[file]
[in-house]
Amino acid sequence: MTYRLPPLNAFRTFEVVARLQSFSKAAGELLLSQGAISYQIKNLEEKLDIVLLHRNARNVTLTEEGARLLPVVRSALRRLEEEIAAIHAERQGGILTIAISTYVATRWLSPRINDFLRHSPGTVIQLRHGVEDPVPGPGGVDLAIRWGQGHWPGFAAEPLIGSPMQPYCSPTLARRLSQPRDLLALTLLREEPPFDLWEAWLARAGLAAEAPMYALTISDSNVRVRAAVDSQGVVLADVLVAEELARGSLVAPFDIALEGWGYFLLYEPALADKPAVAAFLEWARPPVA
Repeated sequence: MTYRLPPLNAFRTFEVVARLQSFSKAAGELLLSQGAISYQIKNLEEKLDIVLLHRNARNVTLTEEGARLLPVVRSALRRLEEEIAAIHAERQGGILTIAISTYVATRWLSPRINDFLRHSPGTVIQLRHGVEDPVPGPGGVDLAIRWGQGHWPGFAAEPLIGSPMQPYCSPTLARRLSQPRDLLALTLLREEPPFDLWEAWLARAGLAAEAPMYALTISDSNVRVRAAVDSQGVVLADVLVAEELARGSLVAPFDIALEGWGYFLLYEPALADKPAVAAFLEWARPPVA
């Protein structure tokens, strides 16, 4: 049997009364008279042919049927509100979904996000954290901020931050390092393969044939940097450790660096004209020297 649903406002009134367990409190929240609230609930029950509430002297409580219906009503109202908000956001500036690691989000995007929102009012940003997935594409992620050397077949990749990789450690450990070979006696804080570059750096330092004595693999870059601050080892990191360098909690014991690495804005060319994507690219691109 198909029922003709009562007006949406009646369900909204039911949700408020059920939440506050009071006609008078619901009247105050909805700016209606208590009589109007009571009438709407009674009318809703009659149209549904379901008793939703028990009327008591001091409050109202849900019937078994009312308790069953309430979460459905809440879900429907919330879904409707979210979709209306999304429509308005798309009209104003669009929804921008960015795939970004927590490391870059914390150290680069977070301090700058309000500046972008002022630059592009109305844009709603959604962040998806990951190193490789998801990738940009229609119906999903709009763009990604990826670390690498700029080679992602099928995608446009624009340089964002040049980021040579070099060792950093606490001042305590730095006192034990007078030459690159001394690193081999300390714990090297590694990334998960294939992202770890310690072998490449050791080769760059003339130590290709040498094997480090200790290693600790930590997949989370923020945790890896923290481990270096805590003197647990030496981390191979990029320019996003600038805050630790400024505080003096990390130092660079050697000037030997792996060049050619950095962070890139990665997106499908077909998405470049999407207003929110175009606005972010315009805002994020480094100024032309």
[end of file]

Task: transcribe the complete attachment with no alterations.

[in-house]
Amino acid sequence: MTYRLPPLNAFRTFEVVARLQSFSKAAGELLLSQGAISYQIKNLEEKLDIVLLHRNARNVTLTEEGARLLPVVRSALRRLEEEIAAIHAERQGGILTIAISTYVATRWLSPRINDFLRHSPGTVIQLRHGVEDPVPGPGGVDLAIRWGQGHWPGFAAEPLIGSPMQPYCSPTLARRLSQPRDLLALTLLREEPPFDLWEAWLARAGLAAEAPMYALTISDSNVRVRAAVDSQGVVLADVLVAEELARGSLVAPFDIALEGWGYFLLYEPALADKPAVAAFLEWARPPVA
Repeated sequence: MTYRLPPLNAFRTFEVVARLQSFSKAAGELLLSQGAISYQIKNLEEKLDIVLLHRNARNVTLTEEGARLLPVVRSALRRLEEEIAAIHAERQGGILTIAISTYVATRWLSPRINDFLRHSPGTVIQLRHGVEDPVPGPGGVDLAIRWGQGHWPGFAAEPLIGSPMQPYCSPTLARRLSQPRDLLALTLLREEPPFDLWEAWLARAGLAAEAPMYALTISDSNVRVRAAVDSQGVVLADVLVAEELARGSLVAPFDIALEGWGYFLLYEPALADKPAVAAFLEWARPPVA
């Protein structure tokens, strides 16, 4: 049997009364008279042919049927509100979904996000954290901020931050390092393969044939940097450790660096004209020297 649903406002009134367990409190929240609230609930029950509430002297409580219906009503109202908000956001500036690691989000995007929102009012940003997935594409992620050397077949990749990789450690450990070979006696804080570059750096330092004595693999870059601050080892990191360098909690014991690495804005060319994507690219691109 198909029922003709009562007006949406009646369900909204039911949700408020059920939440506050009071006609008078619901009247105050909805700016209606208590009589109007009571009438709407009674009318809703009659149209549904379901008793939703028990009327008591001091409050109202849900019937078994009312308790069953309430979460459905809440879900429907919330879904409707979210979709209306999304429509308005798309009209104003669009929804921008960015795939970004927590490391870059914390150290680069977070301090700058309000500046972008002022630059592009109305844009709603959604962040998806990951190193490789998801990738940009229609119906999903709009763009990604990826670390690498700029080679992602099928995608446009624009340089964002040049980021040579070099060792950093606490001042305590730095006192034990007078030459690159001394690193081999300390714990090297590694990334998960294939992202770890310690072998490449050791080769760059003339130590290709040498094997480090200790290693600790930590997949989370923020945790890896923290481990270096805590003197647990030496981390191979990029320019996003600038805050630790400024505080003096990390130092660079050697000037030997792996060049050619950095962070890139990665997106499908077909998405470049999407207003929110175009606005972010315009805002994020480094100024032309």